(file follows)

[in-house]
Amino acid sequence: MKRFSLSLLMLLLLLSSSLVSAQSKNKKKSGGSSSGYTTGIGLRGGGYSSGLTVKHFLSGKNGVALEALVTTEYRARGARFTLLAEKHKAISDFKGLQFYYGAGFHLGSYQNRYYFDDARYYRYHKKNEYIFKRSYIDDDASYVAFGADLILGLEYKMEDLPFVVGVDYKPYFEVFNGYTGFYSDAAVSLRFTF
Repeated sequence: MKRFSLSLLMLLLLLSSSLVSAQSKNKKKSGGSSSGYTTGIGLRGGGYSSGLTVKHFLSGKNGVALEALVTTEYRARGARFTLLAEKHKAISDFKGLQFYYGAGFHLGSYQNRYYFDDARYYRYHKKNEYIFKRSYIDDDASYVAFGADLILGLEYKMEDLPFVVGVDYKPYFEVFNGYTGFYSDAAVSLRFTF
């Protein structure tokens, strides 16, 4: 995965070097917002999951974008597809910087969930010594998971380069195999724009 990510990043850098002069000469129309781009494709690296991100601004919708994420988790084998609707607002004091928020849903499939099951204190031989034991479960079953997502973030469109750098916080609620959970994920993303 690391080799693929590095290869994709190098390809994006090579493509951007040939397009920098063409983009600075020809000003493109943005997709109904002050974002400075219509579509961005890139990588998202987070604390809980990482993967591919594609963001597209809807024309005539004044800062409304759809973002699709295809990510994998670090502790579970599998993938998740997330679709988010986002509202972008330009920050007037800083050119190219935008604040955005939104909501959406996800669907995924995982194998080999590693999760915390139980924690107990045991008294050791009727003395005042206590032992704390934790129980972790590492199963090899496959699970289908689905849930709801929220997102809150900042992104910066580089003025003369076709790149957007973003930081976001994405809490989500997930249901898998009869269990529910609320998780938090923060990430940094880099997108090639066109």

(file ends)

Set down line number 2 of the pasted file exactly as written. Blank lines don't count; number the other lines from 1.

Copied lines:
Amino acid sequence: MKRFSLSLLMLLLLLSSSLVSAQSKNKKKSGGSSSGYTTGIGLRGGGYSSGLTVKHFLSGKNGVALEALVTTEYRARGARFTLLAEKHKAISDFKGLQFYYGAGFHLGSYQNRYYFDDARYYRYHKKNEYIFKRSYIDDDASYVAFGADLILGLEYKMEDLPFVVGVDYKPYFEVFNGYTGFYSDAAVSLRFTF